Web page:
Research

ALERT’s vision is simple: a world protected from the catastrophic consequences of explosives-related threats. The ALERT research and results transition program ties real-world “Grand Challenges” to fundamental research and technology transition, keeping them synchronized but able to adapt as societal and homeland security needs change.

Grand Challenges

ALERT leadership has defined several “Grand Challenges” facing DHS and society. These challenges are used to drive the ALERT research thrusts. The Center focuses it’s research on the following challenges:

  • Characterization & Elimination of Illicit Explosives
  • Actionable Remote Trace and Vapor Chemical Detection
  • Ultra Reliable Screening
  • Effective Stand-Off Threat Discovery & Threat Assessment
  • Seamless Transition of Research to the Field

Enabling Technology

In order to facilitate transitioning breakthroughs developed in the research environment into valuable in-the-field tools, ALERT closely collaborates with it’s national labs, industry and researchers to develop testbeds. The testbeds provide an environment for prototype development within associated operational and controlled environments.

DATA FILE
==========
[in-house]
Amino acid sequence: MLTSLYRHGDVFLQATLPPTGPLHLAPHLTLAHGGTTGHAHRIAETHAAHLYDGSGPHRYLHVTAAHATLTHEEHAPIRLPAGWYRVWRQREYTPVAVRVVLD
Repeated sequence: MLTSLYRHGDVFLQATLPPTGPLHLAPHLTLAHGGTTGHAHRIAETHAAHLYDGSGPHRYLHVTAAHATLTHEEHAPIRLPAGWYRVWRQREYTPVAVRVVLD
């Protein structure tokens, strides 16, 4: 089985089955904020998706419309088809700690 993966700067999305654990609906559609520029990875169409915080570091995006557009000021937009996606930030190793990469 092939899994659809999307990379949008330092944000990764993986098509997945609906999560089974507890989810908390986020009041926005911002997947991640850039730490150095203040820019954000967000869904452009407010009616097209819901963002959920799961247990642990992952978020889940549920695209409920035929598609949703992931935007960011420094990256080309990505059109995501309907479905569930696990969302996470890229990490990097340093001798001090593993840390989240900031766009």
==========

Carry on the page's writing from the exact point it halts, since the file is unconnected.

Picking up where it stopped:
Fundamental Science

Deriving from the “Grand Challenges”, ALERT’s basic research areas are composed of four interrelated thrusts: Characterization & Elimination of Illicit Explosives, Trace & Vapor Sensors, Bulk Sensors & Sensor Systems and Video Analytics and Signature Analysis.

In all these thrusts, we have based our assessment of the gaps in the existing fundamental science via several mechanisms. In addition to reviewing literature on the subject, we have consulted colleagues in academia, the national labs, federally-funded research and development centers, and industry. We have attended focused research meetings on topics of relevance. These assessment activities are ongoing and continually inform our research program to ensure its relevance to the ALERT mission.

Video Analytics & Anomaly Detection

The grid of images above shows a progression from a video frame(left column) to an anomaly map(right column). This work is part of project F3-G – Distributed Video Analytics and Anomaly Detection.

Innovation Fast Track

EXCLUSIVE TO CENTER MEMBERS: Log in to explore your Innovation Fast Track, an online portal that gives you one-stop access to center researchers, funding opportunities, exclusive events and more.

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Student Central

Students, get connected with Industry Partners, find out about research and volunteer opportunities within ALERT, or get advice on how to best showcase your work at Student Central.

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The Partnership

ALERT is led by Northeastern University (NEU) and includes three key academic strategic partners: Boston University, Purdue University, and University of Rhode Island (URI).

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